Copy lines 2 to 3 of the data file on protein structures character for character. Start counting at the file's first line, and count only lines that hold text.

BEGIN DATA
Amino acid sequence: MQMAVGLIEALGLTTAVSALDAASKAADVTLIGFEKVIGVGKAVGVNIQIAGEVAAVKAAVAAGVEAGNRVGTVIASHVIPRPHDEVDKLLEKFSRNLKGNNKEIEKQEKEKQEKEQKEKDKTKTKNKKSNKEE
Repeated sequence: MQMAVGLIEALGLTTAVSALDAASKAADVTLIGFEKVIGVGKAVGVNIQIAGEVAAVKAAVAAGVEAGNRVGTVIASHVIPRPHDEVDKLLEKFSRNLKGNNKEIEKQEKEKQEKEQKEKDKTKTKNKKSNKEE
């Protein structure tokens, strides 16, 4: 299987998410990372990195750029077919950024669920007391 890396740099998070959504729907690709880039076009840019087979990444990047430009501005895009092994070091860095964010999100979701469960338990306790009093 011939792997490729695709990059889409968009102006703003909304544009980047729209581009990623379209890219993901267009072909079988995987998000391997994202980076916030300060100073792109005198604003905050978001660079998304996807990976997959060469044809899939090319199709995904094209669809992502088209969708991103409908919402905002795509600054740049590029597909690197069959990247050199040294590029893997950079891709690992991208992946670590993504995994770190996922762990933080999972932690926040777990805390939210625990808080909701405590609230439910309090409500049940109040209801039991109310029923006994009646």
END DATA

Repeated sequence: MQMAVGLIEALGLTTAVSALDAASKAADVTLIGFEKVIGVGKAVGVNIQIAGEVAAVKAAVAAGVEAGNRVGTVIASHVIPRPHDEVDKLLEKFSRNLKGNNKEIEKQEKEKQEKEQKEKDKTKTKNKKSNKEE
């Protein structure tokens, strides 16, 4: 299987998410990372990195750029077919950024669920007391 890396740099998070959504729907690709880039076009840019087979990444990047430009501005895009092994070091860095964010999100979701469960338990306790009093 011939792997490729695709990059889409968009102006703003909304544009980047729209581009990623379209890219993901267009072909079988995987998000391997994202980076916030300060100073792109005198604003905050978001660079998304996807990976997959060469044809899939090319199709995904094209669809992502088209969708991103409908919402905002795509600054740049590029597909690197069959990247050199040294590029893997950079891709690992991208992946670590993504995994770190996922762990933080999972932690926040777990805390939210625990808080909701405590609230439910309090409500049940109040209801039991109310029923006994009646």